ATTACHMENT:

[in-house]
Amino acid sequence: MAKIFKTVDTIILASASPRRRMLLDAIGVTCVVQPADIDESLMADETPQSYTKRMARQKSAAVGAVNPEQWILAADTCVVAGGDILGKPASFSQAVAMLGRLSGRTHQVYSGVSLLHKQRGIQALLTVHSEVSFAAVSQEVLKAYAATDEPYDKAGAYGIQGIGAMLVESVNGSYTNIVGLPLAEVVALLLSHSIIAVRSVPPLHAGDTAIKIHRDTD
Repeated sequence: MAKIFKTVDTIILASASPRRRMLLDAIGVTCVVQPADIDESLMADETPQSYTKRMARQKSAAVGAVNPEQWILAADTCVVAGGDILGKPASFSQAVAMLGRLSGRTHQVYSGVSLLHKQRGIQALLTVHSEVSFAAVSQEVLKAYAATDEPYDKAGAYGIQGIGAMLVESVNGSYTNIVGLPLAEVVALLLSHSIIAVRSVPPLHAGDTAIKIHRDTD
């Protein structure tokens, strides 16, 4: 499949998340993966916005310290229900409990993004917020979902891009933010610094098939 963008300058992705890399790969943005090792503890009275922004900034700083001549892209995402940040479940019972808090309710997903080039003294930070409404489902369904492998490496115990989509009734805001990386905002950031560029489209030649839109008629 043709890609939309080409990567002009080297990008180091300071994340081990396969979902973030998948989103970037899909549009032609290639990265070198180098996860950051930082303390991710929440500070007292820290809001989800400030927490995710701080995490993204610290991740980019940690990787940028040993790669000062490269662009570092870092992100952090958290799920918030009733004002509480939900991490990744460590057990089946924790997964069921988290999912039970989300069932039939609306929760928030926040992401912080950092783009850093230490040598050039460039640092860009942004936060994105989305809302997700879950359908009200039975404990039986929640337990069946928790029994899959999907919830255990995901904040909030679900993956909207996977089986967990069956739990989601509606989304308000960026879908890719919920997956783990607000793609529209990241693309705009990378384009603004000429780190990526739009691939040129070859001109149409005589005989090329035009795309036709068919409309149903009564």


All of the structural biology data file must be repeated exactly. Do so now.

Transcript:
[in-house]
Amino acid sequence: MAKIFKTVDTIILASASPRRRMLLDAIGVTCVVQPADIDESLMADETPQSYTKRMARQKSAAVGAVNPEQWILAADTCVVAGGDILGKPASFSQAVAMLGRLSGRTHQVYSGVSLLHKQRGIQALLTVHSEVSFAAVSQEVLKAYAATDEPYDKAGAYGIQGIGAMLVESVNGSYTNIVGLPLAEVVALLLSHSIIAVRSVPPLHAGDTAIKIHRDTD
Repeated sequence: MAKIFKTVDTIILASASPRRRMLLDAIGVTCVVQPADIDESLMADETPQSYTKRMARQKSAAVGAVNPEQWILAADTCVVAGGDILGKPASFSQAVAMLGRLSGRTHQVYSGVSLLHKQRGIQALLTVHSEVSFAAVSQEVLKAYAATDEPYDKAGAYGIQGIGAMLVESVNGSYTNIVGLPLAEVVALLLSHSIIAVRSVPPLHAGDTAIKIHRDTD
């Protein structure tokens, strides 16, 4: 499949998340993966916005310290229900409990993004917020979902891009933010610094098939 963008300058992705890399790969943005090792503890009275922004900034700083001549892209995402940040479940019972808090309710997903080039003294930070409404489902369904492998490496115990989509009734805001990386905002950031560029489209030649839109008629 043709890609939309080409990567002009080297990008180091300071994340081990396969979902973030998948989103970037899909549009032609290639990265070198180098996860950051930082303390991710929440500070007292820290809001989800400030927490995710701080995490993204610290991740980019940690990787940028040993790669000062490269662009570092870092992100952090958290799920918030009733004002509480939900991490990744460590057990089946924790997964069921988290999912039970989300069932039939609306929760928030926040992401912080950092783009850093230490040598050039460039640092860009942004936060994105989305809302997700879950359908009200039975404990039986929640337990069946928790029994899959999907919830255990995901904040909030679900993956909207996977089986967990069956739990989601509606989304308000960026879908890719919920997956783990607000793609529209990241693309705009990378384009603004000429780190990526739009691939040129070859001109149409005589005989090329035009795309036709068919409309149903009564």